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Can Linux duck the Redmond death ray?

Bill Gates is scared of penguins. That's why CNET News.com's Charles Cooper says Microsoft needs to lure Linux developers under its influence. There's just one problem: Microsoft doesn?t have a fighting chance.

Stuck in a corner of San Francisco?s Moscone Center, Microsoft?s contingent at the LinuxWorld Conference and Expo resembled more a band of spies than an army ready for battle.

This was Microsoft?s first official attendance at a Linux convention--an appearance that spoke volumes about the company's debate over how to best respond to the "Penguinista" challenge. This is the same company, remember, whose senior execs have long treated the open-source movement with thinly veiled distrust, if not open contempt.

Yet at the same time, Microsoft understands that Linux may be the biggest threat to its domination of the desktop since Janet Reno and her legions at the Justice Department. Some Redmond insiders would love to crush Linux, but it?s way too late for that. And so it becomes all the more important to engage the Linux community--if not co-opt it.

"We?re getting a lot of good response from people here," said a predictably cheerful Microsoft staffer at the show. While handing out "information," he was only too willing to explain how Microsoft could help Linux work even better.

Each approach has its pros and cons, but one can?t easily finesse the difference between the two points of view.

Maybe so, but it would not be a match made in software heaven, so to speak. While I was standing there, a convention attendee strolled by, taunting the Microsoft booth boys with cries of, "shame, shame, shame!"

Granted, Microsoft?s been called worse over the years (how about predatory monopolist?) so any temporarily hurt feelings won?t deflect the company from finding a way to "embrace and extend" Linux in much the same way it tried to recast Java in Windows? image.

That's where Microsoft wants to head, though I?m not sure it?s possible--any more than it is to imagine Linus Torvalds entering into a coding partnership with Bill Gates. Perhaps even more than their Java compadres, Linux developers aren't ready to drink the Redmond Kool-Aid quite yet.

Linux represents a tradition that supports community control over code standards, while Microsoft prefers to own the crown jewels of its software empire. Each approach has its pros and cons, but one can?t easily finesse the difference between the two points of view.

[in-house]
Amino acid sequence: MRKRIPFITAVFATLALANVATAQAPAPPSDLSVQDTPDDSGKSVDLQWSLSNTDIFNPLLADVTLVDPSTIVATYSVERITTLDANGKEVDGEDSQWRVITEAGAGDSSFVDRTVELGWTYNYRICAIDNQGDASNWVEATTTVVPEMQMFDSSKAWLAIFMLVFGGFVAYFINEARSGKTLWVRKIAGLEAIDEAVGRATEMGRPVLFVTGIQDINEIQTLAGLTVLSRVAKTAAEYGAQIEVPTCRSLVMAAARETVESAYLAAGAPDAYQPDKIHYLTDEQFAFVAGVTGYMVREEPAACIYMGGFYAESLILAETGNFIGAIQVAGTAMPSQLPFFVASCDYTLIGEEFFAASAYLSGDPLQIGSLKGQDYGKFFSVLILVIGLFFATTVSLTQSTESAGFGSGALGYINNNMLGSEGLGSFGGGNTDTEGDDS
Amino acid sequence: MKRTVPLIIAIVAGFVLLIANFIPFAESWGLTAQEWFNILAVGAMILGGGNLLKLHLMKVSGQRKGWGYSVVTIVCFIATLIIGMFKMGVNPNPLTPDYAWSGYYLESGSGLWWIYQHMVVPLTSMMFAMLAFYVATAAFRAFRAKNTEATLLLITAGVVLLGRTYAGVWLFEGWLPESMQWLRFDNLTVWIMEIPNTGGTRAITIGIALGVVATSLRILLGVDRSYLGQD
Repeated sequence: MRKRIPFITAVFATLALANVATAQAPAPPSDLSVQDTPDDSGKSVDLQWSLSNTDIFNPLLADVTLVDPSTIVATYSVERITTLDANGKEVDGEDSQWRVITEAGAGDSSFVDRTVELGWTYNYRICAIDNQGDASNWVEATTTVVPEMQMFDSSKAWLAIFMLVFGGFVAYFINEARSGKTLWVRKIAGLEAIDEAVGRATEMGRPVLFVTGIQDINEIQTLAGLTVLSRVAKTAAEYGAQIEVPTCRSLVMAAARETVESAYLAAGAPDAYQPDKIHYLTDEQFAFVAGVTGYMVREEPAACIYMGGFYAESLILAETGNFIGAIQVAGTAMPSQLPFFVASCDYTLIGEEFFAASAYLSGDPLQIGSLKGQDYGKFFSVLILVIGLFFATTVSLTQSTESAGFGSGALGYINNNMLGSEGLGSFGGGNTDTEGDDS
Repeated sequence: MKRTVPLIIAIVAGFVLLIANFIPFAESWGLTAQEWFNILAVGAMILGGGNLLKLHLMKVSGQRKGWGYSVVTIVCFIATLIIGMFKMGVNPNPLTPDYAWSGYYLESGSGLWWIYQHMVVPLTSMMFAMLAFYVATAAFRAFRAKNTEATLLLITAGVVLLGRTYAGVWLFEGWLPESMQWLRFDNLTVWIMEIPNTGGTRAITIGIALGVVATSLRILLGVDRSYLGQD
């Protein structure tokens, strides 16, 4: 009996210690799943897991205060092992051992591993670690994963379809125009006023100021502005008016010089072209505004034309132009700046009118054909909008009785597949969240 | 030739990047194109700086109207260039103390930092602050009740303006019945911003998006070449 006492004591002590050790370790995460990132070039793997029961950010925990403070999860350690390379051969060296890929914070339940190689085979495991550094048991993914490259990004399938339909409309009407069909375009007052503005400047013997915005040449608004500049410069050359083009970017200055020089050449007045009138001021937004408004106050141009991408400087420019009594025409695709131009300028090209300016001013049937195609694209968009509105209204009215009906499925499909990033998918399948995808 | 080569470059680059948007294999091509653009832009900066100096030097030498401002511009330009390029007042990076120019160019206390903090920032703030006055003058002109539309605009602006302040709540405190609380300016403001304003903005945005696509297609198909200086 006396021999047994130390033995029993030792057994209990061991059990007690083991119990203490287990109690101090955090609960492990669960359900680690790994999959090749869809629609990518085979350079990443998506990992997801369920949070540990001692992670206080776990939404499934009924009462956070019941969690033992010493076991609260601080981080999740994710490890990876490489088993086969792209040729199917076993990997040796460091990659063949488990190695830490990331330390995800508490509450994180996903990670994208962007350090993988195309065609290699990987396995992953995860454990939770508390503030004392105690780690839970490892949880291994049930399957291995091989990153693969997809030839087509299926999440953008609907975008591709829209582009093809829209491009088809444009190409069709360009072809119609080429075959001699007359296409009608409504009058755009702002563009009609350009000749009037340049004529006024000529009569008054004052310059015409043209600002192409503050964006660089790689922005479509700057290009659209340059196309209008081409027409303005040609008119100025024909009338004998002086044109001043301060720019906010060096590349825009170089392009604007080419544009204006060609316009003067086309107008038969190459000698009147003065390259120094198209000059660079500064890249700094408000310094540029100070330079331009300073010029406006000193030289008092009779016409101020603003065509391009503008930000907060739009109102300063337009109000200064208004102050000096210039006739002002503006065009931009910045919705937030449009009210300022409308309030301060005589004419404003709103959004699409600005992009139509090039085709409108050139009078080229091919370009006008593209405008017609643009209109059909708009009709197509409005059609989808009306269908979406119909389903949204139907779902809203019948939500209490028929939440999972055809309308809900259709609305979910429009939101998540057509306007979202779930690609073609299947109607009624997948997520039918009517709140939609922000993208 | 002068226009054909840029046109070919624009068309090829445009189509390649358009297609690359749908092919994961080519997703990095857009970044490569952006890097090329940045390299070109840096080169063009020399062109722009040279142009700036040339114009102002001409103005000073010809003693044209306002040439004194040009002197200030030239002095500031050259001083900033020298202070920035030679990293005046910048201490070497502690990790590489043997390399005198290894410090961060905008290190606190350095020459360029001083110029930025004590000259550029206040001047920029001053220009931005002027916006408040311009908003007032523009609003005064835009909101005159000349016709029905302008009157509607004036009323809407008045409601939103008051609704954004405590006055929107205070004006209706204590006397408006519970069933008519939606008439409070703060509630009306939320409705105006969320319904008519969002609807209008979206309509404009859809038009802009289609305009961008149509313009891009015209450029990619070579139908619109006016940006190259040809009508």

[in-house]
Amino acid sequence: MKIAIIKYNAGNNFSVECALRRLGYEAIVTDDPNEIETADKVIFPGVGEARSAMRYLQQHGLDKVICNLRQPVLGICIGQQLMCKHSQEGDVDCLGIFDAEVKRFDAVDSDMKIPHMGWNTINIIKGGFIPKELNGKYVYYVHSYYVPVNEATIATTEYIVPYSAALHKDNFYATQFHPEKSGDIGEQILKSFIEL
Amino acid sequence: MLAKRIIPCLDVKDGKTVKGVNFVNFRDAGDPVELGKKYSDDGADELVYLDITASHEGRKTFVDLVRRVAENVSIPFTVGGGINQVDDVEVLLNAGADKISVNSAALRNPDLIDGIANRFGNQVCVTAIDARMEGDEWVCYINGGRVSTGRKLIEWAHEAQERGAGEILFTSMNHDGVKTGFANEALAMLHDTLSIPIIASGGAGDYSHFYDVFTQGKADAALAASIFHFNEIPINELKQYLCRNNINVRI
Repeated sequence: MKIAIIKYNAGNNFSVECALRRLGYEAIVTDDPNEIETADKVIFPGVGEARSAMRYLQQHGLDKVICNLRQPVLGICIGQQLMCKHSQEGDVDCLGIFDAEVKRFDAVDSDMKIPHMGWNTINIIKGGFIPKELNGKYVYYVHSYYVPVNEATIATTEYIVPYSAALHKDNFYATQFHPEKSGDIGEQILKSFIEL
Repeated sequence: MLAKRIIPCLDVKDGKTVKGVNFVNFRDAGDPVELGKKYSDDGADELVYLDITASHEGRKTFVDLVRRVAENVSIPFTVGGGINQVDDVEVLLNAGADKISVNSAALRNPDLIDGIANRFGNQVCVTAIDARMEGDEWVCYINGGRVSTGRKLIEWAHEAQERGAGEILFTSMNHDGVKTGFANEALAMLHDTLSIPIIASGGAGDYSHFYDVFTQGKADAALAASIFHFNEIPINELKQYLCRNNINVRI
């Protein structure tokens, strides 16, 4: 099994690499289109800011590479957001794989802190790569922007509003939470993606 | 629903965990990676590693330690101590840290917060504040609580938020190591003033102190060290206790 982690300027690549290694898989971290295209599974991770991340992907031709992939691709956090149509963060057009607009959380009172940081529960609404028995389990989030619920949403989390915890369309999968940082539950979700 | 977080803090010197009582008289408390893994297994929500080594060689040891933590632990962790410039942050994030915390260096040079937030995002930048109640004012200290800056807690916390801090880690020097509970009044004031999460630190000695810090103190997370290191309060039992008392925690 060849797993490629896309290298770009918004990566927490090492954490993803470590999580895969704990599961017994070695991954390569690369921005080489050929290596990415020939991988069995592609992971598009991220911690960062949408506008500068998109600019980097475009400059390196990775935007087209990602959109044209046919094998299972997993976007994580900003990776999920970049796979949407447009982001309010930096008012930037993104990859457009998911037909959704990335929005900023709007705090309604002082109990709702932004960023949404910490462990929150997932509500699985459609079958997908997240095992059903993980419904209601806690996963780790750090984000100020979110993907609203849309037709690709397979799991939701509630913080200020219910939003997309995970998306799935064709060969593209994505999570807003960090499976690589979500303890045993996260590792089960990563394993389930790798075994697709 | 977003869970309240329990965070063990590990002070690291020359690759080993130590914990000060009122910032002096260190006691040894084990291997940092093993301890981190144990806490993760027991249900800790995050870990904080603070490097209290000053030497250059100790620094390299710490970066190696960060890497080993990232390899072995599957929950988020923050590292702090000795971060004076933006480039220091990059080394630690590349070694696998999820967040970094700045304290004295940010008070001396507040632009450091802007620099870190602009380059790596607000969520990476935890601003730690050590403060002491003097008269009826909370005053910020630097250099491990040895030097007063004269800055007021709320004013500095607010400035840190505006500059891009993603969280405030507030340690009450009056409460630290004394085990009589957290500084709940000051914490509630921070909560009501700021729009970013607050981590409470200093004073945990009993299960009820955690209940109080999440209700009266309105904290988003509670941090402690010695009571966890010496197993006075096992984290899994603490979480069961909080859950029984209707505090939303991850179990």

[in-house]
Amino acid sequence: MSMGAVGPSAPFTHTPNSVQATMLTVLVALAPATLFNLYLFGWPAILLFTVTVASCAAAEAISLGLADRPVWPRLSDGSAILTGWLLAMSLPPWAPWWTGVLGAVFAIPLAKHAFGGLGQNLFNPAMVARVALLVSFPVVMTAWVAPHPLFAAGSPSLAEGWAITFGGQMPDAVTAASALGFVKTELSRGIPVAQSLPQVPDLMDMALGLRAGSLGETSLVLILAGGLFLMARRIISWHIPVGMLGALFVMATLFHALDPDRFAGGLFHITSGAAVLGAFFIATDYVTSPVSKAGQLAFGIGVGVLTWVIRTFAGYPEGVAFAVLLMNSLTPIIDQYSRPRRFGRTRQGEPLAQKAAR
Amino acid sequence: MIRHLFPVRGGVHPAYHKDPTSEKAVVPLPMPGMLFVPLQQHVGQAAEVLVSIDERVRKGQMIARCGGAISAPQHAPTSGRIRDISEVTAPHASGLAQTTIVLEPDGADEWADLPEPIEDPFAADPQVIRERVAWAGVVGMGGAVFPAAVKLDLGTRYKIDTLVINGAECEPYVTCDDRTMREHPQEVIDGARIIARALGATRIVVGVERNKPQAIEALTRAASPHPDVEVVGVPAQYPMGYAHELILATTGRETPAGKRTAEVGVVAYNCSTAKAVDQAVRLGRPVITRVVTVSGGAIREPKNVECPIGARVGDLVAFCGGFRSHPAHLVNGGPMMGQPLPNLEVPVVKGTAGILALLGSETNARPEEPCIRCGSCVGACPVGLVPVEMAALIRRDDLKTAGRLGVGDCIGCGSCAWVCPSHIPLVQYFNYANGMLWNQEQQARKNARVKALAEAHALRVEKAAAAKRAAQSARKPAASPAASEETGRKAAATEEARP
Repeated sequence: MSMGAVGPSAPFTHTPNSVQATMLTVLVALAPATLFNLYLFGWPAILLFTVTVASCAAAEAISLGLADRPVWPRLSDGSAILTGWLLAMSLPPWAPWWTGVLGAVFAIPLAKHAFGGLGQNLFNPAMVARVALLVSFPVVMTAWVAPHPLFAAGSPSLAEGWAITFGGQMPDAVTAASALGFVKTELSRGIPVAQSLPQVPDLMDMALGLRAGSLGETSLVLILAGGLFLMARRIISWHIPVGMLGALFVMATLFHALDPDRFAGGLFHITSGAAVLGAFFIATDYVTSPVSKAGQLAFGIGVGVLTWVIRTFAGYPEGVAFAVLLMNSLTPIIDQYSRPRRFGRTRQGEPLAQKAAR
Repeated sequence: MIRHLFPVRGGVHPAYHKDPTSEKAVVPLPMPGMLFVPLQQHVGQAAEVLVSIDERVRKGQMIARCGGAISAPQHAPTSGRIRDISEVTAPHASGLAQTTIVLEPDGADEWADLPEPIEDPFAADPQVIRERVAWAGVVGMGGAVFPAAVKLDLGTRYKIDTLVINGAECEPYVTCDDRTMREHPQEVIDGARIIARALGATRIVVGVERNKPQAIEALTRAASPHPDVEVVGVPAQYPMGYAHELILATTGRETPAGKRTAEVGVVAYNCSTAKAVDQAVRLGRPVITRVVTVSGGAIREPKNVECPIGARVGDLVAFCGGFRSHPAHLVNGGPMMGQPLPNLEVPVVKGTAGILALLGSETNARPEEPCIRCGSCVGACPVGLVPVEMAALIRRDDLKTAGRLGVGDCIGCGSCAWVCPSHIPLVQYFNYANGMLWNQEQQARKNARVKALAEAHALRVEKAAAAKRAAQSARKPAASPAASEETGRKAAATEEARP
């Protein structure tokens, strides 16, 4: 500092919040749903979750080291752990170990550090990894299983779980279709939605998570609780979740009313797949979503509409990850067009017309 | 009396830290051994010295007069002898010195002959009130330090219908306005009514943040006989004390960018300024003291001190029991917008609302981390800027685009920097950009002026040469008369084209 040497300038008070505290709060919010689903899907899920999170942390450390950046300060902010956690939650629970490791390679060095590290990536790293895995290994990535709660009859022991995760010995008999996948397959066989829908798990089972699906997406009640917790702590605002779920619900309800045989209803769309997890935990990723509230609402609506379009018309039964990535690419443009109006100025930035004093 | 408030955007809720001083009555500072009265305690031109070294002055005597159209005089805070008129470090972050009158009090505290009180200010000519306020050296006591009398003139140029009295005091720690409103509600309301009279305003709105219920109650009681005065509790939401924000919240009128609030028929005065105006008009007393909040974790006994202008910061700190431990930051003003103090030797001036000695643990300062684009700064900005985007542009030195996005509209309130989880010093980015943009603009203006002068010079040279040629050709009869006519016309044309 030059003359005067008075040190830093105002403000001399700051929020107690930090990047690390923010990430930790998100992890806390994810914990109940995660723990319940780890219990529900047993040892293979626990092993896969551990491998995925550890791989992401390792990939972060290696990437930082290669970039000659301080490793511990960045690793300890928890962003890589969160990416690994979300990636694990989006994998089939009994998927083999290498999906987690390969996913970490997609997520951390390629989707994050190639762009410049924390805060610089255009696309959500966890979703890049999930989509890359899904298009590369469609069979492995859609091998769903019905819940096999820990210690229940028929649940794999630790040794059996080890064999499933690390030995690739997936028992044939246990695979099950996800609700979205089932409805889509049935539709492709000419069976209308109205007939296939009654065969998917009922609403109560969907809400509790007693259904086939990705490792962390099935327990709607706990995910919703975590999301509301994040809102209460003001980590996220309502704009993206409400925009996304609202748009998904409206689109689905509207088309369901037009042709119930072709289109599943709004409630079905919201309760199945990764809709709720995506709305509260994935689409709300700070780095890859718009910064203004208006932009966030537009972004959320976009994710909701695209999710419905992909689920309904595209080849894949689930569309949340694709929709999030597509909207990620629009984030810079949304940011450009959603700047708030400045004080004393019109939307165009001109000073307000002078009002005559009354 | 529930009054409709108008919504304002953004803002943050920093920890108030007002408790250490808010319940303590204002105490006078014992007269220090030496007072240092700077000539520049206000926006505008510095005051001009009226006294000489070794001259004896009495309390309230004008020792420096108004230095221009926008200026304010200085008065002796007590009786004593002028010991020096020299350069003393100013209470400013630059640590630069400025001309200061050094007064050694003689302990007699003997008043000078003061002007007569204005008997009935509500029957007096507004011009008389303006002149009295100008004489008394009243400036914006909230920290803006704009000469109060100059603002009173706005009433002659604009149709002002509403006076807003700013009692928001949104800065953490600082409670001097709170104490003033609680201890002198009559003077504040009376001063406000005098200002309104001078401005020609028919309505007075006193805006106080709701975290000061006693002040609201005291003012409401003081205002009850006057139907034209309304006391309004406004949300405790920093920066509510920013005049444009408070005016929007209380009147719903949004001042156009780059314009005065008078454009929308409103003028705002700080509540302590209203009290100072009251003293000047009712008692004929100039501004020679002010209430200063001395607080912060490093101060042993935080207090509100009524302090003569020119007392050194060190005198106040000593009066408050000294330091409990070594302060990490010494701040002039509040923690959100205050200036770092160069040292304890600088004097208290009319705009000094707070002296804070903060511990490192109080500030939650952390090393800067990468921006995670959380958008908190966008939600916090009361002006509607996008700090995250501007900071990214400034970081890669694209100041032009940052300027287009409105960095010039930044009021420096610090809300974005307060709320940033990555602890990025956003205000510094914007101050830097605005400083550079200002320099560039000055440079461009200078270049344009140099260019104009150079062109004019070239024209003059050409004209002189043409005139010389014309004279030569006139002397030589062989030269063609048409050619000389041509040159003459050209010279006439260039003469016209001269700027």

Microsoft?s right when it says few big Windows NT customers are ripping out their expensive software infrastructure to install Linux systems. Of course, that's today--will it hold true tomorrow? As more young companies grow, I?ll bet lots of them will conclude that Linux is for them.

Network computer redux?
Sun Microsystems CEO Scott McNealy, who rolled into town this week for the LinuxWorld convention, would concur. But there?s more Linux tricks up Sun's sleeve. The company is getting ready to introduce a Linux-based personal computer that would include Sun's StarOffice collection of software applications.

Although a low-end Linux desktop wouldn't technically qualify as a network computer, it would be a means to the same end.

McNealy, who was wrong about the network computer, just might be on to something this time.

When Sun--and Oracle--first talked up the concept of the network computer in 1997, much was made of its potential as an alternative to a Microsoft-centric PC world. The general idea was to offer stripped-down access terminals that would connect to a network, where most of the computing muscle and complexity resides (a world presumably powered by big Sun servers, of course). Unfortunately for Sun, early customer enthusiasm faded after the price of many Windows-based computers fell below $500.

Sun may have been a victim of timing, but since then, a lot has changed. Microsoft, a convicted predatory monopolist, still grapples with its corporate image in the post-Enron era. Also, the software giant isn't winning many friends with a new, more expensive licensing plan that many customers find onerous. All the while, Linux is getting a serious look in corporate America as an alternative operating system.

Although a low-end Linux desktop wouldn't technically qualify as a network computer, it would be a means to the same end: Elbow aside Microsoft but keep rivals (such as Dell Computer) away from bread-and-butter accounts, such as call centers, which use Sun's more-expensive servers.

Will it work? Assuming Sun doesn't trip on its delivery, corporate customers might just be receptive this time around. And the clincher would be Linux.